Brace yourself, Claymates! Your beloved American Idol (runner-up) and Celebrity Apprentice (runner-up) has found his next great reality TV challenge: running for Congress in his home state of North Carolina. On February 5, the sweet-as-pie singer/actor/activist released an aim-for-the-tear-ducts announcement video that shares a bit about his not-so-idyllic pre-Idol days (dad was an abusive drunk; young Clay and his mom slept on a neighbor’s living room floor for eight months) by way of explaining why he now feels moved to challenge Republican incumbent Renee Ellmers. (In a nutshell: She screwed struggling North Carolinians by backing sequestration and the shutdown.)
Aiken’s boyish charms notwithstanding, it promises to be an uphill fight. Post 2010, the once-purplish second district was redrawn to be solidly red. (Romney pulled 58 percent of the vote there in 2012.) If you think Simon Cowell can be brutal, just wait until the GOP starts slinging mud and lobbing bombs to protect one of its own in this southern enclave it’s worked so diligently to hold on to.
But regardless of who wins, Aiken’s candidacy guarantees more money, more sizzle, and way more coverage than the district could otherwise have dreamed of, because, gosh darn it, celebrity pols are just so much fun for journalists, political operatives, and garden-variety voters alike.
Whatever the particular issues under debate, we all get to stand around gawking at the sight of a bona fide famous person—be it Arnold Schwarzenegger or Heath Shuler or Ben Jones (the incomparable Cooter from Dukes of Hazzard)—wading through the dehumanizing cesspool of our electoral process. Some prove surprisingly adept at it (Al Franken, Jesse Ventura, the Gipper…). Others, not so much (Shirley Temple, country star Roy Acuff, NASCAR great Richard Petty …). And some you simply cannot wrap your mind around (Jerry Springer, porn stars Stormy Daniels and Mary Carey, Victoria Jackson, the Donald…)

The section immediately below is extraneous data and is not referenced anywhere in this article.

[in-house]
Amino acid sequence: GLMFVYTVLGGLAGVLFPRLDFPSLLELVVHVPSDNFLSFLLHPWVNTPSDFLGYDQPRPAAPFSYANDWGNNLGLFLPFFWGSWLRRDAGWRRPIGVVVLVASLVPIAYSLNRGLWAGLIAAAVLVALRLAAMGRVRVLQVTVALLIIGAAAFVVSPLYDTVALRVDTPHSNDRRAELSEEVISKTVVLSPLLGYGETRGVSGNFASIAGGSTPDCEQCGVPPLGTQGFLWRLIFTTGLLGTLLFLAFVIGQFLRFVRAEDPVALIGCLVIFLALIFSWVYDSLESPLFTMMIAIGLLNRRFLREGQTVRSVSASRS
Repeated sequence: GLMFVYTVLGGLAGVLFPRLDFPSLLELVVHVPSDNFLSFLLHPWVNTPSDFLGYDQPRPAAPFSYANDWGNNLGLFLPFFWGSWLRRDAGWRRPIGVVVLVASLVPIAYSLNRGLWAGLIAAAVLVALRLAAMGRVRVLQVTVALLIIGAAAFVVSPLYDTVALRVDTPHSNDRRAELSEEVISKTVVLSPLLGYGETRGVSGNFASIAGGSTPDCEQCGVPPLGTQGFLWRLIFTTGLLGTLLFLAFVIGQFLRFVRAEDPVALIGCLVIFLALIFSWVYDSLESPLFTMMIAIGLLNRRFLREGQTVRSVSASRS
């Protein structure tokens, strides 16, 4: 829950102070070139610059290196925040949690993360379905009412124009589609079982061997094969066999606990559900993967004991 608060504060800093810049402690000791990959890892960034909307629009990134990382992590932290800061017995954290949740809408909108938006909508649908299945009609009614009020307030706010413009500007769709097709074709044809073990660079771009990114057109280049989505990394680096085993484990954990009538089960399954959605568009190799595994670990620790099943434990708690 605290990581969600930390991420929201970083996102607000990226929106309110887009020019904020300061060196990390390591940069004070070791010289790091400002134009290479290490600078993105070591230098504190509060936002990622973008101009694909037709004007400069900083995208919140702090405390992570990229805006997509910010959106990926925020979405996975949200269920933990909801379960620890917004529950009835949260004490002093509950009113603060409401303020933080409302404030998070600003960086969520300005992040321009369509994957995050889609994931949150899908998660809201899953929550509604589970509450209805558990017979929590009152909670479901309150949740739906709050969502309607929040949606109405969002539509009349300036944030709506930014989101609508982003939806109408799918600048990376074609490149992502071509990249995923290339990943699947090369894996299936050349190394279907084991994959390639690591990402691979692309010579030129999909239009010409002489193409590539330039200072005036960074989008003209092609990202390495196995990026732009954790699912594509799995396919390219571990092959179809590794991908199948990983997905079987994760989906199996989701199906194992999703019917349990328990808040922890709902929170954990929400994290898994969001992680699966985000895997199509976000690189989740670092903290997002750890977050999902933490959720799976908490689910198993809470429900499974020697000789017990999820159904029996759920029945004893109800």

So what exactly makes for a good celebrity pol? Perusing the rolls of past candidates, you can make out some vague trends. A-list authors don’t fare especially well. (Upton Sinclair, Norman Mailer, and Gore Vidal failed in all of their various electoral endeavors.) Athletes, by contrast, seem to over-perform. (Shuler, Steve Largent, Jack Kemp, J.C. Watts, Bill Bradley, Jim Bunning, Tom McMillen, Wilmer “Vinegar Bend” Mizell…) Actors are a mixed bag. (Yes to Gopher from The Love Boat; no to The Beverly Hillbillies’s Miss Hathaway.) Same for the newest breed of celeb, reality TV stars. In 2010, three reality alums ran for congress: Suriya Yalamanchili (The Apprentice) in Ohio, Kevin Powell (The Real World, New York) in New York, and Sean Duffy (The Real World, Boston) in Wisconsin. Only Duffy, the sole Republican in the bunch, made it to Capitol Hill.
Whatever their claims to fame, celebrity candidates face a handful of common advantages and hurdles, observes Darrell M. West, author of the book Celebrity Politics and VP of Political Governance Studies at the Brookings Institution. “The crucial ingredients for celebrity politics are money, media, and message,” says West. With the first two, he observes, celebs have a built-in edge. “They can either put their own money in, or they have access to rich friends. And getting media coverage is tremendously easy.”